- Clarence was the inventor of the Locke Adder, a row adder made of stamped tin, paper and cloth.
- Though not very user-friendly, the machine achieved a modest success over the course of a few years due to a low price and an extensive print advertising campaign.
- The device was most likely supplanted by easier-to-use dial adders like the calcumeter and calculator.
Clarence E. Locke (1866-1945) from Kensett, Iowa, USA, was a holder of 2 US and 2 German patents for a calculating device—slide bar adder, which became popular as Locke Adder. The first patent is №689680 from December, 1901, the second is №779088 from January, 1905 (see the lower patent drawing). Locke was a holder also of another patent for a hand stamp (US pat. №686815).
The Locke Adder (see the lower photo) is a row adder, made by metal (stamped tin), paper and cloth, with measurements: 2 cm x 29.5 cm x 12.3 cm. It used alternating fixed and moveable horizontal bars, as carrying from one column to another is manual.
The nine moveable slides show either red or green while in the zero position, and expose either silver or yellow as the slides are moved to the right. Between the slides are eight fixed bars, painted black with white numbers from 1 to 9. The sliding bars of hollow aluminum are manipulated with the fingers in order to determine sums.
A number is entered on a given bar by placing the index finger on the raised knob corresponding to the desired digit and sliding the knob leftward as far as possible. The user must account for a tens carry manually by a combination of a rightward adjustment of the current bar and the advancement of the bar above by one, much as is done with a traditional abacus. The split-colored sliders aid the user in recognizing and carrying out the tens carry operation.
The Locke Adder was a very beautiful, but not a user-friendly calculator. It enjoyed a modest (albeit brief) success, thanks to a low price and an extensive print advertising campaign in the first few years of the 20th century (see the lower image). It was on the market for less than ten years, probably being supplanted by dial adders such as the Calcumeter and the Calculator.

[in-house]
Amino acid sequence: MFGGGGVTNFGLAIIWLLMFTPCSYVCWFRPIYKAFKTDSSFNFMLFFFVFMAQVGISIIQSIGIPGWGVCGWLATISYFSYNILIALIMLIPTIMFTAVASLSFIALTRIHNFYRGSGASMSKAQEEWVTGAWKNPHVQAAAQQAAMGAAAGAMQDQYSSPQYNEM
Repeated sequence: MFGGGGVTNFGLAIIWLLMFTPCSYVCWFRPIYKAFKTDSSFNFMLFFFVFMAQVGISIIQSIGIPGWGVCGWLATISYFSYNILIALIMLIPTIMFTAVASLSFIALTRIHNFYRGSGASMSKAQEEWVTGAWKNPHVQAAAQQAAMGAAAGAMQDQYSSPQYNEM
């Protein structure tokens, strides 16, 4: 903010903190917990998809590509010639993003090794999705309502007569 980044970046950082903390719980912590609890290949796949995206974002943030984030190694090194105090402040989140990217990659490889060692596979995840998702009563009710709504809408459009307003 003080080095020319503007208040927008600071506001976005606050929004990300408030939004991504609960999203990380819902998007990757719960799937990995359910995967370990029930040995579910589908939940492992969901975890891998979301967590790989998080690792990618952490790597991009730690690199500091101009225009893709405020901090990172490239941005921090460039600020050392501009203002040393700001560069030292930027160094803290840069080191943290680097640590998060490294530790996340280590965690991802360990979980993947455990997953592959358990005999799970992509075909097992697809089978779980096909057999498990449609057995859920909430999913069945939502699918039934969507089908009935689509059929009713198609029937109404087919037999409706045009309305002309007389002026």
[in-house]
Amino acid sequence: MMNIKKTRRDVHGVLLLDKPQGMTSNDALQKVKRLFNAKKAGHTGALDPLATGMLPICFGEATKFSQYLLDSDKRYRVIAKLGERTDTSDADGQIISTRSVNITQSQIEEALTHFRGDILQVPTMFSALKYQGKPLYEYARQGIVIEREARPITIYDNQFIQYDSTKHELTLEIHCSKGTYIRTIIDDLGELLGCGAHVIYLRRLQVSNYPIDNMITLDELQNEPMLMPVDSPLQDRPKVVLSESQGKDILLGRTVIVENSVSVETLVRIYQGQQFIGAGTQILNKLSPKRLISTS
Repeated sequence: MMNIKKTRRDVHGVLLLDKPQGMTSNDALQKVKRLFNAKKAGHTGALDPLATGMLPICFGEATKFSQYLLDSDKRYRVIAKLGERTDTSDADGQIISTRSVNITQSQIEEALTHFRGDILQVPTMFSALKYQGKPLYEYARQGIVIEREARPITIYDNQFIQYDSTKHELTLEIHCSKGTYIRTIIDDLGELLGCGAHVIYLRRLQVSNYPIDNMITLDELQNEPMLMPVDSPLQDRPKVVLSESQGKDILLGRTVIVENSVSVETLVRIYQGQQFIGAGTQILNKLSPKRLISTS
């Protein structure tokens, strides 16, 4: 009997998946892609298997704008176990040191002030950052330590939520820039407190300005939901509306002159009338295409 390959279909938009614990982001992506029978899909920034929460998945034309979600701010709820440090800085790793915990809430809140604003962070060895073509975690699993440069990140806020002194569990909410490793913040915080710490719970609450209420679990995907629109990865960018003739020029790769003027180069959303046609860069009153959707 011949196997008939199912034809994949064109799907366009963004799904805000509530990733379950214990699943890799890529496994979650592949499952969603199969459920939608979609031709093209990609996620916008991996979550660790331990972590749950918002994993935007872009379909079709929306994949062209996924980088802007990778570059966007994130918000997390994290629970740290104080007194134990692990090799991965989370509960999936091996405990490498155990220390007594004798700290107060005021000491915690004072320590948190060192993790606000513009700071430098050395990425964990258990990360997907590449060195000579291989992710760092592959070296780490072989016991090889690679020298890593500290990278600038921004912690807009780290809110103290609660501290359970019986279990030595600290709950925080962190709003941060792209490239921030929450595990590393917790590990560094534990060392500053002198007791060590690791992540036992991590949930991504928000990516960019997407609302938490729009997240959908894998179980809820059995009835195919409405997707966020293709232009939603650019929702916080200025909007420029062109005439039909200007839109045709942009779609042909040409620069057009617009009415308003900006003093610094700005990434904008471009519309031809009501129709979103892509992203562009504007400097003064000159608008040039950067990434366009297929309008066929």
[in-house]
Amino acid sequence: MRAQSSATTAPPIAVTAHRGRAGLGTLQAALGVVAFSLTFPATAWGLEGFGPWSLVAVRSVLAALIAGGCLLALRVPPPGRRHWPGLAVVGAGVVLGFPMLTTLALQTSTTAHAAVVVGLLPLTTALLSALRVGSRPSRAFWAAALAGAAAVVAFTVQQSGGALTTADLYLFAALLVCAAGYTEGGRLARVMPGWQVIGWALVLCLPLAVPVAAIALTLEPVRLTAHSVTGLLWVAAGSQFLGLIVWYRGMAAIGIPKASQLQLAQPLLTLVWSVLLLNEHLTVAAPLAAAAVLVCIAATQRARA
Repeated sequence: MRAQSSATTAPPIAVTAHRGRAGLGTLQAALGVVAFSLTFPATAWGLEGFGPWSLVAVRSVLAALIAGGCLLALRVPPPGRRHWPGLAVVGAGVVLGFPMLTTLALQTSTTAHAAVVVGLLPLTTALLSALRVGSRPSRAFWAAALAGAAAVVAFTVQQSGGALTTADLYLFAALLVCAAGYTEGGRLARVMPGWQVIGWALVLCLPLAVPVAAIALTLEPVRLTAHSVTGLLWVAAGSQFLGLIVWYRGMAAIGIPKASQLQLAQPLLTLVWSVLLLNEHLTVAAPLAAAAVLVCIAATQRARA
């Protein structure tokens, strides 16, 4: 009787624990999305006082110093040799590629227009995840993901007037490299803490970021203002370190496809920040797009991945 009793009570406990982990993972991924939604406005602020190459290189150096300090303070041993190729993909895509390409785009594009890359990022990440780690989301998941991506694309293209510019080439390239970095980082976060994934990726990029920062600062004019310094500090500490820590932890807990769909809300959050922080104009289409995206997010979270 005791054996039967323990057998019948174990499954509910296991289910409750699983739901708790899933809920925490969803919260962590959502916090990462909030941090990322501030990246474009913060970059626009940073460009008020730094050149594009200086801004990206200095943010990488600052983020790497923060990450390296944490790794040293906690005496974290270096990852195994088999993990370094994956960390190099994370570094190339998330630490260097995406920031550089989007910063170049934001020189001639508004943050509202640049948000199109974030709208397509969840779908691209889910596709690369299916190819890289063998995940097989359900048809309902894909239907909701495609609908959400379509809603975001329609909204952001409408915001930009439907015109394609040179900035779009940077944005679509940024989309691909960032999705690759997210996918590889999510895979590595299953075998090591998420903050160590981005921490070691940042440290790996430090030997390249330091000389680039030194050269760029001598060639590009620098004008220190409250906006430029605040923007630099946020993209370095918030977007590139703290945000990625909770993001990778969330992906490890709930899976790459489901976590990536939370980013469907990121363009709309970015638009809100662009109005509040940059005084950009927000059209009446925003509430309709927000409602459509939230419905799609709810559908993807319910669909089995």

The machine was manufactured by the inventor himself in his company—C. E. Locke Manufacturing Co., 98 Walnut str., Kensett, Iowa. The prices were: 1901-05: price $5; 1906/; price $5 (oxidized copper finish) and $10 (oxidized silver finish with case); 1908: price $5 & $10.
What is known about the inventor—Clarence Locke?
Clarence Elmer Locke was born in 1866 in Edgerton, Wisconsin, as the first child in the family of Charles Locke (1837-1903), a Civil War veteran and lumberyard owner and merchant from New York, and Mary Elmer Holden-Locke, (1842-1908). The family had one more son, Willbur (born 1879) and a daughter, Jessie M. (b. 1874).
Clarence Locke graduated from Cornell College in Mt. Vernon, Iowa in 1892, as Bachelor of Civil Engineering and in the next year he married to Frannie Locke (b. 1867). In 1905 was born their daughter Dorothy. Then Clarence worked for a time as a civil engineer in Minnesota, and finally joined his father’s lumberyard business in Kensett, Iowa, where he worked as a dealer of lumber and coal.
In 1910s Clarence Locke moved with his family to New Mexico, where he bought a farm.
Clarence Elmer Locke died on 15 July, 1945, in Dona Ana, New Mexico.
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